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The Eternal Struggle (Baduk, or Go)

In ancient Mazhan, there existed a game taught to children and studied by adults. The rules were so simple even a child of four or five years can understand, but play is complex enough that very few ever mastered it. Most sets consist of a bamboo board intersected with 361 points (a 19 by 19 grid) and two sets of stones: one black, from the mines of Crucible, and one white made from the polished shells found on the beaches at Tower Shell. The intersections represented the infinite combinations of choices to be made over the course of a human life. The stones represented the lives of the subjects of Mazhan, great and small. Each had a part to play in the eternal struggle with the shadow.

The players would battle on the field by each taking turns placing a stone on one of the intersections. A stone was killed when all lines leading away from it were surrounded by stones of the other color. There being a near infinite number of combinations and possible plays, it was said that no two identical games of Baduk had ever been played. Some claimed the game was given to the first paladin queen directly from the Light of Heaven to prepare the leaders to teach strategy and tactics in the course of her holy crusade. Others simply considered it a great game that proved the paladin kings and queens of Mazhan were masterful tacticians. The game quickly spread in popularity from the spiritual to the secular portions of Mazhan as well. Great matches where held in which entire fortunes were wagered. The highest stakes recorded in a single game were 10 acres of land per point. However the game was so close that the black player ended up only winning by half of a point and thus gaining 5 acres of land.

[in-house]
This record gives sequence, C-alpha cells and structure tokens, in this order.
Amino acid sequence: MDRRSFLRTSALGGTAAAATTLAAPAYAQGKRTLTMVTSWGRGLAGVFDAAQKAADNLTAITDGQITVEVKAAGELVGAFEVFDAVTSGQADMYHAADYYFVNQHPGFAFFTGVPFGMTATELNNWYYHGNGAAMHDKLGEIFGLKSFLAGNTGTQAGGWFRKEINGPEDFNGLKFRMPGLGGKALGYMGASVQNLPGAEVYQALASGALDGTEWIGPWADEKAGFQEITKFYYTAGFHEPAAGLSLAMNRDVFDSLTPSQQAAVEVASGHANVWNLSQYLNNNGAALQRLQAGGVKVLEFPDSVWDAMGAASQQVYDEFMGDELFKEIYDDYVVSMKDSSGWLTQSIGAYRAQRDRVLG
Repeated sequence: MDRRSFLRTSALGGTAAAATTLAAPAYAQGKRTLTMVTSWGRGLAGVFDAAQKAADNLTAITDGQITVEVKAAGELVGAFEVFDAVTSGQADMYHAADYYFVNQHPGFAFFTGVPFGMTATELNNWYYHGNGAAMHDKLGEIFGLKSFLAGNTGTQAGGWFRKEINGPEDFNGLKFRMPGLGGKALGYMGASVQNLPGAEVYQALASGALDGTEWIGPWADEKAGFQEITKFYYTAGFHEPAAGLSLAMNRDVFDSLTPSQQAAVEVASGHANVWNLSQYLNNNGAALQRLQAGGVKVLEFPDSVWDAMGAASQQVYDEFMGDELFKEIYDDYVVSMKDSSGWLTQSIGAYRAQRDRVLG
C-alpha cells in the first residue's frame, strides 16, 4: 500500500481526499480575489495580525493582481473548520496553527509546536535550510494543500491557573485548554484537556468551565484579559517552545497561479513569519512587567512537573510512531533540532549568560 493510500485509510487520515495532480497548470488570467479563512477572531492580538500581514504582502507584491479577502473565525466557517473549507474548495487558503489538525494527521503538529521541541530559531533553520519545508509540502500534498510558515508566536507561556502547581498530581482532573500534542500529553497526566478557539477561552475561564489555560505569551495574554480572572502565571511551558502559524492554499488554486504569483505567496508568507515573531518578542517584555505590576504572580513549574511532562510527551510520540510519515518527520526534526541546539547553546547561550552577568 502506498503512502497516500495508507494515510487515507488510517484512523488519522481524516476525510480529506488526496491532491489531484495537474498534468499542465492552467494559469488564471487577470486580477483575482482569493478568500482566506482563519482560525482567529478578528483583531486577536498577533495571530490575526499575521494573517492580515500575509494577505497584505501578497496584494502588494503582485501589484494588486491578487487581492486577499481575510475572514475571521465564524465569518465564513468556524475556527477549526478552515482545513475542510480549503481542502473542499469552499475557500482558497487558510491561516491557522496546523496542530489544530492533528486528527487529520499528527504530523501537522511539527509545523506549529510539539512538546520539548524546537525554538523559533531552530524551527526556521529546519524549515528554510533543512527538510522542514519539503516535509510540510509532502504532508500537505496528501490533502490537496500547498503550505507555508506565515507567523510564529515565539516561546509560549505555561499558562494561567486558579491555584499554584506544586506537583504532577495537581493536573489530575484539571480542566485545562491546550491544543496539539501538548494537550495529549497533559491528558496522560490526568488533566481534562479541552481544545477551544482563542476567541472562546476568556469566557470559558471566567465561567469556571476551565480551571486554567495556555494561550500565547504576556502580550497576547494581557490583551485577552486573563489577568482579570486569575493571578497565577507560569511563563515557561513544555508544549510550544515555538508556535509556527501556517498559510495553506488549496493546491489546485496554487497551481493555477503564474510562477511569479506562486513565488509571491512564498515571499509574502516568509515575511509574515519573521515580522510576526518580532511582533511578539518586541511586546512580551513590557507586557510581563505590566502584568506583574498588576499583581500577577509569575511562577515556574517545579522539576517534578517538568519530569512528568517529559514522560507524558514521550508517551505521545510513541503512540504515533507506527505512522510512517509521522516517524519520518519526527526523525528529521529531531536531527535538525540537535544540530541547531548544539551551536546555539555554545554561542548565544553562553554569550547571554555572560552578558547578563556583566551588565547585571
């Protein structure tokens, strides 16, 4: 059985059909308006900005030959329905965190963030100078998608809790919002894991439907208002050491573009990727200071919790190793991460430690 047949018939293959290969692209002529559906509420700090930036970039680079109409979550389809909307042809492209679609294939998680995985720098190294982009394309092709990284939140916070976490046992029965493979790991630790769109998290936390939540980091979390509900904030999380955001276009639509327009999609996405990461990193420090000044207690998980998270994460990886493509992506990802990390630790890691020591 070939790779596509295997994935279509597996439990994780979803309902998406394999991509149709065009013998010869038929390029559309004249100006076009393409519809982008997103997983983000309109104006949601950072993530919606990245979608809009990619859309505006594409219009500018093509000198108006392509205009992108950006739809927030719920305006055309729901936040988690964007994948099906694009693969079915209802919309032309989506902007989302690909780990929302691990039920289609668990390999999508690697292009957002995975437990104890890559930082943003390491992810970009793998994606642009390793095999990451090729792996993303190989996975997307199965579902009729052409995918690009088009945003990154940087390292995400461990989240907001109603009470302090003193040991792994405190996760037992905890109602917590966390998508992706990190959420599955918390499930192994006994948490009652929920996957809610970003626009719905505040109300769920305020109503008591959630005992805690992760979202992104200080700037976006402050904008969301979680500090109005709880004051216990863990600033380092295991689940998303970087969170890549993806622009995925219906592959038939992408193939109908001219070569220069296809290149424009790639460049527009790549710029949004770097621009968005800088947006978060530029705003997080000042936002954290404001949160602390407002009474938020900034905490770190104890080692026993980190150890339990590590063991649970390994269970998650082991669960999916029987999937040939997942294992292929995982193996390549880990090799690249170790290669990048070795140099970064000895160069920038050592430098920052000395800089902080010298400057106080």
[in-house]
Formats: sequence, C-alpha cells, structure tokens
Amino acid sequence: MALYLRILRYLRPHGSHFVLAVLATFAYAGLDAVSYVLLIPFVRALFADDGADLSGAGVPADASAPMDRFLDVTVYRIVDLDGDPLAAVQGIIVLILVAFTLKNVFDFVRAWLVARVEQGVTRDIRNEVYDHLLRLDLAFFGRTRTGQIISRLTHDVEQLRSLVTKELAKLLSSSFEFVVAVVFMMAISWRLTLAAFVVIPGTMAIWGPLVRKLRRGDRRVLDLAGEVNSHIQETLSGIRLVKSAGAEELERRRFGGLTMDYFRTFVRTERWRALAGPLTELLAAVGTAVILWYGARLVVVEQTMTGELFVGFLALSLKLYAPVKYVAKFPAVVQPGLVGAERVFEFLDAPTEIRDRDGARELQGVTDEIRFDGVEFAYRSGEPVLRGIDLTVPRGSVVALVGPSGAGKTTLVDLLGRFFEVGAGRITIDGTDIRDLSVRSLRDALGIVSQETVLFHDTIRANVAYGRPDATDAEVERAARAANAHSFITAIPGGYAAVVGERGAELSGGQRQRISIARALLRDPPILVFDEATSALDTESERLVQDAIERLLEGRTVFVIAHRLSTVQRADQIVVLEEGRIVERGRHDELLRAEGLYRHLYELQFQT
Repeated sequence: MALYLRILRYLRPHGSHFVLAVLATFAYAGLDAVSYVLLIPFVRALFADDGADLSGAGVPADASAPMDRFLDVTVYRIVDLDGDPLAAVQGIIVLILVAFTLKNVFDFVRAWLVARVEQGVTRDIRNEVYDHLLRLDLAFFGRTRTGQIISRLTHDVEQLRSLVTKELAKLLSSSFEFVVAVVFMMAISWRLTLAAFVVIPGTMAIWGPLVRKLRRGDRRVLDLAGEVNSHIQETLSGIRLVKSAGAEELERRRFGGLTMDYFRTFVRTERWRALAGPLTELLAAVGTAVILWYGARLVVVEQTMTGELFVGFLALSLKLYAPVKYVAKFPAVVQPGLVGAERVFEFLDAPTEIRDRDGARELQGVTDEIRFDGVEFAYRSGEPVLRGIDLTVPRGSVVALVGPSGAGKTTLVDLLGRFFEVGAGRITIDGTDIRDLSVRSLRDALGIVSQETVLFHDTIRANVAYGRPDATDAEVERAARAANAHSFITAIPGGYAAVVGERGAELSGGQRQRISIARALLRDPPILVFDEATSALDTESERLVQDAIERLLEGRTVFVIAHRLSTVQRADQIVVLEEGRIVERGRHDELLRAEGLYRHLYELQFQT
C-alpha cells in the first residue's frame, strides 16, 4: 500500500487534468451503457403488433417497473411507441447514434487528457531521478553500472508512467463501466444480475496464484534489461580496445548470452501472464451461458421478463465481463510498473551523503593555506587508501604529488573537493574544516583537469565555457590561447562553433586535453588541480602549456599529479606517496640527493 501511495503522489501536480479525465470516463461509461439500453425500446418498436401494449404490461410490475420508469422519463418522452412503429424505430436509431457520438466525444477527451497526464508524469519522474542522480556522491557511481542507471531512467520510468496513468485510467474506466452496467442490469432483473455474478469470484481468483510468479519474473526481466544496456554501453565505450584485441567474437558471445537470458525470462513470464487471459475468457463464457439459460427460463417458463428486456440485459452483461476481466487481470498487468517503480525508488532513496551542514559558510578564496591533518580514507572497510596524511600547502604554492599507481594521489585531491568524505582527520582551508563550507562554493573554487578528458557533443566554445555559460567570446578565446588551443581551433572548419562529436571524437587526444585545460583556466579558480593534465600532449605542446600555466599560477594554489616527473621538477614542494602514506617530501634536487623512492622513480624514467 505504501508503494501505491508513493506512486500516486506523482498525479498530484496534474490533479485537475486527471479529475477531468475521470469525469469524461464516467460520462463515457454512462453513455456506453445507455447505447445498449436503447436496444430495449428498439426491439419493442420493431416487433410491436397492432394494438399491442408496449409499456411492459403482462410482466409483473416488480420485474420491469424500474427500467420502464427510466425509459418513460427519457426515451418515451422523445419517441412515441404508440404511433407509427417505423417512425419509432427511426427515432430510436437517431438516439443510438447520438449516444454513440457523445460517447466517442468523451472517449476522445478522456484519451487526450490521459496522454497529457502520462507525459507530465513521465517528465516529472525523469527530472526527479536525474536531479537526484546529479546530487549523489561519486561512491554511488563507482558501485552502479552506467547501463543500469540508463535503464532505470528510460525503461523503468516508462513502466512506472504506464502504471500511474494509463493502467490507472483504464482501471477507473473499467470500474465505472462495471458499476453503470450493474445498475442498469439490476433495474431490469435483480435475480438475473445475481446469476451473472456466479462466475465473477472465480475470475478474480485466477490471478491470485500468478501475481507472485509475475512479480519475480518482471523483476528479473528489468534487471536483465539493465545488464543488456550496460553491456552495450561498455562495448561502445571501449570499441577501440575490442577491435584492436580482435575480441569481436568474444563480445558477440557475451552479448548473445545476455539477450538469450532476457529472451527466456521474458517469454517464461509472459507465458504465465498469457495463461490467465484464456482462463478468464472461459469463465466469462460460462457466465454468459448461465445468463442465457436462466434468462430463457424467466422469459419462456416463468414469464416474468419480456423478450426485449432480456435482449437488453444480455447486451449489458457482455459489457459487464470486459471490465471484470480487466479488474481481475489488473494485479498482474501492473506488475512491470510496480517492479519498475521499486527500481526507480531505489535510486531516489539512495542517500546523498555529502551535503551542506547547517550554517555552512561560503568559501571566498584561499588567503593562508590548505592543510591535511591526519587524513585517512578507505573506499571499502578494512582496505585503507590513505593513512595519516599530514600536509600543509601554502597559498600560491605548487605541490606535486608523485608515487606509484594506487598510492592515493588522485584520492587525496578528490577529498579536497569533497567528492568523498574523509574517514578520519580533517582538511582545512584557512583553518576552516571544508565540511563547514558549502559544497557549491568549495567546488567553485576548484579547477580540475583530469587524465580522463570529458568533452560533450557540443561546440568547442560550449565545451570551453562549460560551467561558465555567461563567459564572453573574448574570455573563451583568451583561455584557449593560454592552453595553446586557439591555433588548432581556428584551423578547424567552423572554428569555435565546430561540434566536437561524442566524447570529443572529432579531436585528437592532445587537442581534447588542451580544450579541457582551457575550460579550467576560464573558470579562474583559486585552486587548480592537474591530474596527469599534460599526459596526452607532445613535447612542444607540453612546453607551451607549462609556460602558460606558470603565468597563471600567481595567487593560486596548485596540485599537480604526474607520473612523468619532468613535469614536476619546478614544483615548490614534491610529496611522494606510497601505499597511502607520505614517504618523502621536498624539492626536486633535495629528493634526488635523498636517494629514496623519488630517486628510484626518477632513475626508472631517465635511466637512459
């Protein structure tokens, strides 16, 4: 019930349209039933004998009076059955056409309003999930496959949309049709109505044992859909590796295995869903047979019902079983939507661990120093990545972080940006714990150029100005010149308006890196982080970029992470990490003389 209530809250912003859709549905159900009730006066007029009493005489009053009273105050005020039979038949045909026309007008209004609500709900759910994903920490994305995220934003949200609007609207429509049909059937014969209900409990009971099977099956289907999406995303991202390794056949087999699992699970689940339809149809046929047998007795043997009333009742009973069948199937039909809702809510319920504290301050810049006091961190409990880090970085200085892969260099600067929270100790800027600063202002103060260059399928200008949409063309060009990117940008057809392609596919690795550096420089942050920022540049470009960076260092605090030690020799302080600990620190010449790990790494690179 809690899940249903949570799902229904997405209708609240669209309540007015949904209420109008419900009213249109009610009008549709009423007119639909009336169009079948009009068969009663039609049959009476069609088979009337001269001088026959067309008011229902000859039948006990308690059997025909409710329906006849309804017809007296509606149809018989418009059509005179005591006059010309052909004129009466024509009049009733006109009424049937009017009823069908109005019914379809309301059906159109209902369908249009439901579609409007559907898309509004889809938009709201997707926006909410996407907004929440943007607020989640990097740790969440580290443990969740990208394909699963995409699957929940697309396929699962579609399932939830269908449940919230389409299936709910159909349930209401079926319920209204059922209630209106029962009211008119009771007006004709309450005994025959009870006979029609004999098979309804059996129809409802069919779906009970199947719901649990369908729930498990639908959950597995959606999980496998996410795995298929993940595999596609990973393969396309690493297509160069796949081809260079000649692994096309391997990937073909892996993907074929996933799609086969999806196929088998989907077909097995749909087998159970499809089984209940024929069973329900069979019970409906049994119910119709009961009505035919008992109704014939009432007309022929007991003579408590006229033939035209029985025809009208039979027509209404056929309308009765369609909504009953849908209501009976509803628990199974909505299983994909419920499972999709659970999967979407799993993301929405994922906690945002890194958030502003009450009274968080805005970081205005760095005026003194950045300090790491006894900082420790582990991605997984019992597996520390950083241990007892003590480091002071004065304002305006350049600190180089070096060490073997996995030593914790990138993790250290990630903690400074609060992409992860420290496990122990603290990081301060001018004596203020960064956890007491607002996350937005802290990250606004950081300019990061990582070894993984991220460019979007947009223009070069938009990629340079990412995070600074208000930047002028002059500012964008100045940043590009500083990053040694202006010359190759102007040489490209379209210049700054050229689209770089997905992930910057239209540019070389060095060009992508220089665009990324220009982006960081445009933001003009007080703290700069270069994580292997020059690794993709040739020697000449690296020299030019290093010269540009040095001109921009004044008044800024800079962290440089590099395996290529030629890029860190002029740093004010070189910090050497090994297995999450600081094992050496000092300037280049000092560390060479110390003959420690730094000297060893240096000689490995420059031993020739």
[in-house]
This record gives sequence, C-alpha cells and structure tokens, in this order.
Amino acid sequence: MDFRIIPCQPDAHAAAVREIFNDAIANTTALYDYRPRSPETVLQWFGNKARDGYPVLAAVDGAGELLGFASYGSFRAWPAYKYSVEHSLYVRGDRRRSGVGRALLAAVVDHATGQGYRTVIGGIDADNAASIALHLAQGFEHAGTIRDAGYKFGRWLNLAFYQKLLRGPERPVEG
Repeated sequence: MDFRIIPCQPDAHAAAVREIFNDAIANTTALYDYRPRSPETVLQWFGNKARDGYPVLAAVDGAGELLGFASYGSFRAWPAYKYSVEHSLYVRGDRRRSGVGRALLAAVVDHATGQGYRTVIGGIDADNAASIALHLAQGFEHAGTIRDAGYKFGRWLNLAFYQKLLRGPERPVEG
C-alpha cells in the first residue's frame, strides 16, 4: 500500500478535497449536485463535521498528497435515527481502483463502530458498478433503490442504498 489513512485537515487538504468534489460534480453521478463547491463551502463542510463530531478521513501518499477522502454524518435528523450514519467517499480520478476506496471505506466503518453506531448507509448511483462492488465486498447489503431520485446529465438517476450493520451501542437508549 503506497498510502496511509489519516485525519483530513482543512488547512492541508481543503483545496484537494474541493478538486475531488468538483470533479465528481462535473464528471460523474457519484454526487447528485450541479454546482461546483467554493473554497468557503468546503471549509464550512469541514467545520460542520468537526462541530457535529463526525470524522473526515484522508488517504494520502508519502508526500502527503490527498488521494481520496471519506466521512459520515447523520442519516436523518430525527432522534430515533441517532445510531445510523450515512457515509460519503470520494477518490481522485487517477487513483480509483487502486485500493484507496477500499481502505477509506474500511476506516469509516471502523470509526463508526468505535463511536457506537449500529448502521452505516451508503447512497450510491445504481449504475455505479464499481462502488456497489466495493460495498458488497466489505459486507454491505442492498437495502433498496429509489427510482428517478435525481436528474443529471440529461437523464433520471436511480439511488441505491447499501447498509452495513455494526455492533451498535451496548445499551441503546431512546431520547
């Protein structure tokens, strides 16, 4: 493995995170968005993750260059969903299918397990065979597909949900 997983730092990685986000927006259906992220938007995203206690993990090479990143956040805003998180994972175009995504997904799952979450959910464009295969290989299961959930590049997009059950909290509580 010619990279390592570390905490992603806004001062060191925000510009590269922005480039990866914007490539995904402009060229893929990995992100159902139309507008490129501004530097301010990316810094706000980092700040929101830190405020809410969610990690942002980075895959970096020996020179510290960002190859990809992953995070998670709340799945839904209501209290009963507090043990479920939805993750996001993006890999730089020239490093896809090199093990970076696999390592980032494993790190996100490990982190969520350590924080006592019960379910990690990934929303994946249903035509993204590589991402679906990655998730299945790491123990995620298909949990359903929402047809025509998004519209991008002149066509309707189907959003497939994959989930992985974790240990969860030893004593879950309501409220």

This game has started to gain again in popularity, with the Return of Mazhani enthusiasts, although a similar game, called Reversal, is played in Gaunt, and to a lesser extent, in Oresund and the Eisenmark.

Rules of Play

  1. The board is empty at the onset of the game (unless players agree to place a handicap).
  2. Black makes the first move, after which White and Black alternate.
  3. A move consists of placing one stone of one's own color on an empty intersection on the board.
  4. A player may pass their turn at any time.
  5. A stone or solidly connected group of stones of one color is captured and removed from the board when all the intersections directly adjacent to it are occupied by the enemy. (Capture of the enemy takes precedence over self-capture.)
  6. No stone may be played so as to recreate a former board position.
  7. Two consecutive passes (both players passing) end the game.
  8. A player's territory consists of all the points the player has either occupied or surrounded. The player with more territory wins.
  9. These rules rely on common sense to make notions such as "connected group" and "surround" precise. What is here called a "solidly connected group of stones" is also called a chain.

Additional information may be found on wikipedia's page on 'go'.